Skincare Ingredients 101 - Vitamin C

Written by simplistic — October 26, 2021

Skincare Ingredients 101 - Vitamin C

While there’s no such thing as a “miracle treatment” to stop the aging process, vitamin C for the skin can produce some rather impressive results when it comes to battling extrinsic (sun, smoking, environmental pollution) and intrinsic (chronological) aging factors. Lifestyle habits such as excessive alcohol consumption, a poor diet, stress levels, and a lack of sleep can also expedite the breakdown of collagen and elastin, which give the skin its structure, tone, and resiliency.

Although aging skin cannot be avoided — and only you are responsible for taking care of your health — you can soften the appearance of age spots, wrinkles, and fine lines (even pesky neck and forehead lines) with the power of C. In fact, there’s substantial research that indicates vitamin C for the skin can significantly reverse age-related structural changes in the skin by encouraging collagen and elastin synthesis. Let’s take a look at the additional benefits of vitamin C in skincare, as well as how to incorporate it into your beauty routine properly.

What is Vitamin C?

Vitamin C is a robust, naturally occurring antioxidant used in product formulations to treat and prevent an array of skin conditions (more on that in a bit.) As it’s water-soluble, it operates in the cell’s aqueous area by giving out electrons, neutralizing free radicals, and protecting against oxidative stress from sun exposure (though it’s not a replacement for sunscreen), environmental pollution, smoking, and more. When the skin’s not protected, it’s vulnerable to premature aging, a lack of hydration, and a change in color and texture as a result of free radical damage to the dermis.

Vitamin C is a vital nutrient necessary for the growth and repair of all bodily tissues, including the skin. Since we cannot produce it on our own, we get it naturally through a C-rich diet and synthetically when using skincare products — especially potent serums. 

Looking at ingredient lists is when things get a bit confusing because there are several different forms of vitamin C. The differences have to do with stability (it oxidizes quickly if it’s not stable), whether or not it can penetrate the stratum corneum, and its strength  — all of which affect the product’s efficacy. Here are some of the primary forms found in skincare products today. 

Synthetic Vitamin C

  • L-Ascorbic Acid: Arguably the most potent and unadulterated form of C because it’s the only one that can be entirely absorbed by the skin and cannot be washed off. It continues to work for a notable 72 hours after it’s applied. Unfortunately, it oxidizes quickly, making it the least stable of all Cs. Other undesirable side effects include a (temporary) yellowish cast on the skin and irritation risk.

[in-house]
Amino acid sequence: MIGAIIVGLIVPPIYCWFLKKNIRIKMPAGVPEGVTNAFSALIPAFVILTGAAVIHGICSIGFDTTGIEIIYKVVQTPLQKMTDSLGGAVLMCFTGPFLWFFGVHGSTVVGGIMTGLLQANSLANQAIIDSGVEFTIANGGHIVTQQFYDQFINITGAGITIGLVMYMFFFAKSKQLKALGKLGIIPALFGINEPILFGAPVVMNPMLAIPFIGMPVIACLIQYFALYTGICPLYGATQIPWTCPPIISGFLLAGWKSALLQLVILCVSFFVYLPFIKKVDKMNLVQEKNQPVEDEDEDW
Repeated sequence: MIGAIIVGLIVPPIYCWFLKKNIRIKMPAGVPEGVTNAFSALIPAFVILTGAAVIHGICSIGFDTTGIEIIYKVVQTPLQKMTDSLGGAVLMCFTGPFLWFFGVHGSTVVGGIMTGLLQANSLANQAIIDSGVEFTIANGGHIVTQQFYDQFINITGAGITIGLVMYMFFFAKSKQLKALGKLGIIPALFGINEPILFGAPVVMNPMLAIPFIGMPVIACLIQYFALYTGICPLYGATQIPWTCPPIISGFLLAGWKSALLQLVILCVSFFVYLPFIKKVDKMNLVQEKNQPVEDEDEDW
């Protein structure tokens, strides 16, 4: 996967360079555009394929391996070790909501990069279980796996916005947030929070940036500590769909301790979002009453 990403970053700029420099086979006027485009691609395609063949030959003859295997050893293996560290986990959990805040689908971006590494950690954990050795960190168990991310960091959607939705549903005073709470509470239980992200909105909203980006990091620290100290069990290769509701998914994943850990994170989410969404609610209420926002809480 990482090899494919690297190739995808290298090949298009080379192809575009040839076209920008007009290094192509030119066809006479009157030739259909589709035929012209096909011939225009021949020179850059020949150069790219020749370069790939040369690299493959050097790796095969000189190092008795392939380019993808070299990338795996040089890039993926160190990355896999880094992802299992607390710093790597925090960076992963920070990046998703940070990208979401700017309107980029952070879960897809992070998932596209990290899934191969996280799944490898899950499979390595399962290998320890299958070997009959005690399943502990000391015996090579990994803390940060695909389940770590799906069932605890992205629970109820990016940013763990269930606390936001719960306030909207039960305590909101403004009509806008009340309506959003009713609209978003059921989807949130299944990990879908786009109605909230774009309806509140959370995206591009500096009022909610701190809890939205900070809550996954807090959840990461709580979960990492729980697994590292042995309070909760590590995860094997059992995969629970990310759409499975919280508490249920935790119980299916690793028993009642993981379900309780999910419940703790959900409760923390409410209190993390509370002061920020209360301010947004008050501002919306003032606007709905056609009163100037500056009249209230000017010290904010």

• Ascorbic Acid Polypeptide: On the flip side, this water-soluble C is exceptionally stable and transforms into C when applied topically — and with little to no irritation.
  • Magnesium Ascorbyl Phosphate: Not only is this C more stable than L-ascorbic acid, but it effectively penetrates the skin because it has a pH level of 7. As a bonus, MAP has an intensely hydrating and softening effect on the skin. 
  • Sodium Ascorbyl Palmitate: SAP is a stable and nonacidic C that has remarkable antioxidant properties. For that reason, it’s often used as an ingredient to protect against environmental stressors. It’s also an effective arsenal against Propionibacterium, an acne-causing bacteria. 
  • Ascorbyl Glucosamine: Vitamin C is mixed with an amino sugar called glucosamine to clarify and balance the skin while protecting it from nature’s elements. If you haven’t heard of it before, it may be because there isn’t a lot of research to back up its efficacy. 
  • Ascorbyl Glucoside: The only thing that distinguishes this form of vitamin C from ascorbyl glucosamine is that it’s mixed with glucose instead of glucosamine. 
  • Sodium Ascorbyl Palmitate: A combination of L-ascorbic acid and palmitic acid, this C is actually non-acidic despite its name. When used in a high concentration (unfortunately, many skincare products don’t meet this requirement), it can rejuvenate mature skin.

Natural Vitamin C